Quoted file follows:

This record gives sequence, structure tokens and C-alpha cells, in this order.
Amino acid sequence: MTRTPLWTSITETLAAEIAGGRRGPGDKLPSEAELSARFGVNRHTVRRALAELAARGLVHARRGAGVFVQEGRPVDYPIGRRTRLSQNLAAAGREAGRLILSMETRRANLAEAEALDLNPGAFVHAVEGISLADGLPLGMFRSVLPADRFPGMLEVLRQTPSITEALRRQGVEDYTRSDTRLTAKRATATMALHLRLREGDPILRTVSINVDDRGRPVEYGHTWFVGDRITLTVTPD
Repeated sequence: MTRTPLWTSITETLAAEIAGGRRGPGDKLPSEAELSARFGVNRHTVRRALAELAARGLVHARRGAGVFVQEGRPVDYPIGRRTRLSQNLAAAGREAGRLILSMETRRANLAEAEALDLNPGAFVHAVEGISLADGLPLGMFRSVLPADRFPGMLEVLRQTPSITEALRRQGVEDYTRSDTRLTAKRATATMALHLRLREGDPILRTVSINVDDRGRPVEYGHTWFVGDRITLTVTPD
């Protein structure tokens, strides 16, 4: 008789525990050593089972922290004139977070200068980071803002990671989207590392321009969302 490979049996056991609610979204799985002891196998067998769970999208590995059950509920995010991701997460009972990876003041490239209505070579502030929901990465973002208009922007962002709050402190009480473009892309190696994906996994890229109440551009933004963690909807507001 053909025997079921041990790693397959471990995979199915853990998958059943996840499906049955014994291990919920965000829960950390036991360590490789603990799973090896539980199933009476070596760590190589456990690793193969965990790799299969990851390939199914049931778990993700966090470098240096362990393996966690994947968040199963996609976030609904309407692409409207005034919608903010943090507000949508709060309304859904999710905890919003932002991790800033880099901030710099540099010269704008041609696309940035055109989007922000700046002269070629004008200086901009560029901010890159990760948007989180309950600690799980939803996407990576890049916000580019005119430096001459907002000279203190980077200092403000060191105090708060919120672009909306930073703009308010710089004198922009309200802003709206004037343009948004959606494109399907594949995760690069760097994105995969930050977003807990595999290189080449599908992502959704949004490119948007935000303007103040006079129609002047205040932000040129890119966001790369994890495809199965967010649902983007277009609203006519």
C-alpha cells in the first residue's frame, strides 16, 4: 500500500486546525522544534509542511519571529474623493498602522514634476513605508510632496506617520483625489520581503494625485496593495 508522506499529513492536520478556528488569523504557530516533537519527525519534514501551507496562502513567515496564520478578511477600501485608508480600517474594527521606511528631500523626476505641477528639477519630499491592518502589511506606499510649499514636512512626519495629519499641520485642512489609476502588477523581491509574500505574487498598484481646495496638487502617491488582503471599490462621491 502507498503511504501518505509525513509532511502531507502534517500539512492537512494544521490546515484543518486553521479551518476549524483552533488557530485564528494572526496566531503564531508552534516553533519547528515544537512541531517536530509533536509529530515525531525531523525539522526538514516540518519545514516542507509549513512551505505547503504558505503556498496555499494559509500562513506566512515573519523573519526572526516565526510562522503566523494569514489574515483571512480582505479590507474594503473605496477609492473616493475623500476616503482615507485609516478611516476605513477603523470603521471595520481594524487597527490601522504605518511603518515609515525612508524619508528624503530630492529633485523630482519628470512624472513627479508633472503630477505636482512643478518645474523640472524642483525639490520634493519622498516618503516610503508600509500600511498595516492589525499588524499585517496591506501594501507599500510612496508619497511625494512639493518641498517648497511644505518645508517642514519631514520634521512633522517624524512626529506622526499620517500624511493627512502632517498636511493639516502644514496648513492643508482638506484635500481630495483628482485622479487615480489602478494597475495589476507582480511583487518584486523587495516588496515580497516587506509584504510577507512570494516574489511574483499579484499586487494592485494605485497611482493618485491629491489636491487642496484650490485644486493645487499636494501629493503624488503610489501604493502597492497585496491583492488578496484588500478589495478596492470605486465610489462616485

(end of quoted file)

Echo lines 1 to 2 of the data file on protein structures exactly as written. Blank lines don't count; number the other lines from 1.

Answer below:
This record gives sequence, structure tokens and C-alpha cells, in this order.
Amino acid sequence: MTRTPLWTSITETLAAEIAGGRRGPGDKLPSEAELSARFGVNRHTVRRALAELAARGLVHARRGAGVFVQEGRPVDYPIGRRTRLSQNLAAAGREAGRLILSMETRRANLAEAEALDLNPGAFVHAVEGISLADGLPLGMFRSVLPADRFPGMLEVLRQTPSITEALRRQGVEDYTRSDTRLTAKRATATMALHLRLREGDPILRTVSINVDDRGRPVEYGHTWFVGDRITLTVTPD